LOS ANGELES - Republican presidential candidate Ron Paul defended his record on Israel Wednesday after a former aide said the congressman favored abolishing the nation.
"Dr. Paul is the most pro-Israel candidate in this race," campaign spokesman Gary Howard said in an emailed statement.
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"He is the only leader who will stop sending tens of billions of dollars in aid and arms to her Arab enemies, cut off subsidies to companies who do business with Iran, and allow Israel to defend herself as she sees fit, without the permission and interference of the US or the United Nations."
Although a longshot to win the Republican presidential race, Paul is a leading contender for next Tuesday's Republican caucus vote in Iowa -- the first nominating contest in the nation. Paul previously drew fire for anti-Israeli and racist, anti-gay messages contained in newsletters published under his name two decades ago.
Last Friday, a spokesman for Paul said the congressman apologized for not paying enough attention to "ghost writers" he said were responsible for the remarks in question and repeated the congressman's disavowal of those views.
But in a lengthy statement posted earlier this week on the blog site RightWingNews.com, former congressional aide Eric Dondero said his one-time boss had long harbored stridently anti-Israel opinions that he often expressed privately.
Dondero, 49, who said he served as Paul's senior aide in his Gulf Coast district from 1997 through 2003, denied ever seeing evidence that Paul was anti-Semitic.
"He is, however, most certainly, anti-Israel," Dondero wrote. "He wishes the Israeli state did not exist at all. He expressed this to me numerous times in our private conversations.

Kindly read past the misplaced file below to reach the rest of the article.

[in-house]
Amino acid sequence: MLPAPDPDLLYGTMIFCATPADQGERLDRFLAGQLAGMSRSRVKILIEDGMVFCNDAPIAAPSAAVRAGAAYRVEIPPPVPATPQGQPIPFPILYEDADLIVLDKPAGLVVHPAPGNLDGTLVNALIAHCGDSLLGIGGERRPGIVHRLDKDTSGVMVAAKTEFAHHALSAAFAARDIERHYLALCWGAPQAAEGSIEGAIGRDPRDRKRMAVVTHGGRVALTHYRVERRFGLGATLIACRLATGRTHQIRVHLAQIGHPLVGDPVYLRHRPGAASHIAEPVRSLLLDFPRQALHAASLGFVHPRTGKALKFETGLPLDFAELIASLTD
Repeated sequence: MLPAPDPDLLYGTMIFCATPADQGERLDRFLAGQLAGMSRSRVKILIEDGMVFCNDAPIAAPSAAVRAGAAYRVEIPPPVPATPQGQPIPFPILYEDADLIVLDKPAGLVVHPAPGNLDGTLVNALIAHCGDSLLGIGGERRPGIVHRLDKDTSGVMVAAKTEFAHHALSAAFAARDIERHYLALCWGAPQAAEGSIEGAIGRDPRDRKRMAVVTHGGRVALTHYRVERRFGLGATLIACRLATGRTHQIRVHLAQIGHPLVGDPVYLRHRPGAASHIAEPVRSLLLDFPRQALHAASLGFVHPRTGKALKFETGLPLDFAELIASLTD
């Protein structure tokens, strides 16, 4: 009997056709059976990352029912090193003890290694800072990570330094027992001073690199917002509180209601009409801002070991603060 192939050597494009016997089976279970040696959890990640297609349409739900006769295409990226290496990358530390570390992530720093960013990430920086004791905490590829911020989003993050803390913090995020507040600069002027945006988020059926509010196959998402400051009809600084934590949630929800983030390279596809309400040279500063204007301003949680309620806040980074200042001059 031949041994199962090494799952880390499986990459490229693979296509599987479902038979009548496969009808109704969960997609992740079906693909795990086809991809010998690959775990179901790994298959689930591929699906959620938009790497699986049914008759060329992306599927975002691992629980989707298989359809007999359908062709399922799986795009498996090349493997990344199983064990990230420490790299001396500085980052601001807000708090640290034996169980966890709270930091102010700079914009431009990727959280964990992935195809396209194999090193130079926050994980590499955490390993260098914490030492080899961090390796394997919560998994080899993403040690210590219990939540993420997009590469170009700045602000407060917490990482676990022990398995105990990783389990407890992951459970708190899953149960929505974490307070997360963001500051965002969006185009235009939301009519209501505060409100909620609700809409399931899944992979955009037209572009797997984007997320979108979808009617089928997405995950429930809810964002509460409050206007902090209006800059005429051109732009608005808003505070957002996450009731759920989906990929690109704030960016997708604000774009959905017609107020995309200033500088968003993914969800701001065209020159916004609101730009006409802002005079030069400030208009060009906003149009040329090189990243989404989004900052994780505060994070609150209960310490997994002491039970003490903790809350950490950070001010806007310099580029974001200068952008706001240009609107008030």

"His view is that Israel is more trouble than it is worth, specifically to the American taxpayer," Dondero continued. "He sides with the Palestinians and supports their calls for the abolishment of the Jewish state, and the return of Israel, all of it, to the Arabs."
A leading Jewish human rights organization had called on Paul on Wednesday to address Dondero's assertions regarding the candidate's position on Israel.
"We hope that (Paul) would confront this issue," Rabbi Marvin Hier, founder and dean of the Los Angeles-based Simon Wiesenthal Center, told Reuters on Wednesday. He noted more than 60 years of bipartisan US support for the Jewish state.
"If he says that his principal aide was mistaken and that he never said that, that's one thing. But if he adheres to such a position, that he believes there ought not be an Israel, that should be a wake-up call to America."
The Wiesenthal Center is not the first Jewish group to express consternation with the Texas congressman over Israel.
The Republican Jewish Coalition declined to invite him to its Dec. 7 candidates forum, citing what it called his extreme views following a debate in November in which Paul argued that the United States should be less involved in Israeli affairs.
"They can take care of themselves," he said then. "Why do we have this automatic commitment that we're going to send our kids and send our money endlessly to Israel?"
Paul has called for reduced foreign aid generally.
Dondero, a Navy veteran, acknowledged that Paul's supporters previously dismissed him as a "disgruntled former employee," and said he parted company with Paul in early 2004 over sharp differences on foreign policy matters.
Speaking to Reuters on Wednesday, Dondero, who publishes his own LibertarianRepublican.net blog and earns a living gathering petition signatures for ballot proposals around the country, stood by his assessment of his former boss.
He said he wrote about Paul in response to requests from other conservative blog writers seeking greater insights into the congressman's views.
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